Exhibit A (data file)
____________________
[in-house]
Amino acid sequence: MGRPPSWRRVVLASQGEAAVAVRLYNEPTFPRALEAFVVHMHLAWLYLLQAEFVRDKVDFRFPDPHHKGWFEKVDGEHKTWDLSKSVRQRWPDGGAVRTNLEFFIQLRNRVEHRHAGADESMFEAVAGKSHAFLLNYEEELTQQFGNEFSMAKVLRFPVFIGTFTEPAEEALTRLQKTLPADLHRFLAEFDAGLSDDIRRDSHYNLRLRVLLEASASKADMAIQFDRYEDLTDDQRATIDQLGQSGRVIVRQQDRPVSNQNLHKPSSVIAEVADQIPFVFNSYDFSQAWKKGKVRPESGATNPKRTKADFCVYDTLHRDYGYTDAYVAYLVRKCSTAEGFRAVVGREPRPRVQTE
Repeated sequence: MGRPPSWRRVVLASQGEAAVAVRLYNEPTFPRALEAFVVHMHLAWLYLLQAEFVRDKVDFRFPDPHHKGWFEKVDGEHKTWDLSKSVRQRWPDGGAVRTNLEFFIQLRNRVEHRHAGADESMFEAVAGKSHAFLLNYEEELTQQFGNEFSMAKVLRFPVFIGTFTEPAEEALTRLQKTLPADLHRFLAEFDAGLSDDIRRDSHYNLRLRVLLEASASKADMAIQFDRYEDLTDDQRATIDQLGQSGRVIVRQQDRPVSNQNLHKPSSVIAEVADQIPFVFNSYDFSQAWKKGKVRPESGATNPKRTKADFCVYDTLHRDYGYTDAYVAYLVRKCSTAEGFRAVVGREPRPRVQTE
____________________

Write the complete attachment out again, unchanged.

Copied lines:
[in-house]
Amino acid sequence: MGRPPSWRRVVLASQGEAAVAVRLYNEPTFPRALEAFVVHMHLAWLYLLQAEFVRDKVDFRFPDPHHKGWFEKVDGEHKTWDLSKSVRQRWPDGGAVRTNLEFFIQLRNRVEHRHAGADESMFEAVAGKSHAFLLNYEEELTQQFGNEFSMAKVLRFPVFIGTFTEPAEEALTRLQKTLPADLHRFLAEFDAGLSDDIRRDSHYNLRLRVLLEASASKADMAIQFDRYEDLTDDQRATIDQLGQSGRVIVRQQDRPVSNQNLHKPSSVIAEVADQIPFVFNSYDFSQAWKKGKVRPESGATNPKRTKADFCVYDTLHRDYGYTDAYVAYLVRKCSTAEGFRAVVGREPRPRVQTE
Repeated sequence: MGRPPSWRRVVLASQGEAAVAVRLYNEPTFPRALEAFVVHMHLAWLYLLQAEFVRDKVDFRFPDPHHKGWFEKVDGEHKTWDLSKSVRQRWPDGGAVRTNLEFFIQLRNRVEHRHAGADESMFEAVAGKSHAFLLNYEEELTQQFGNEFSMAKVLRFPVFIGTFTEPAEEALTRLQKTLPADLHRFLAEFDAGLSDDIRRDSHYNLRLRVLLEASASKADMAIQFDRYEDLTDDQRATIDQLGQSGRVIVRQQDRPVSNQNLHKPSSVIAEVADQIPFVFNSYDFSQAWKKGKVRPESGATNPKRTKADFCVYDTLHRDYGYTDAYVAYLVRKCSTAEGFRAVVGREPRPRVQTE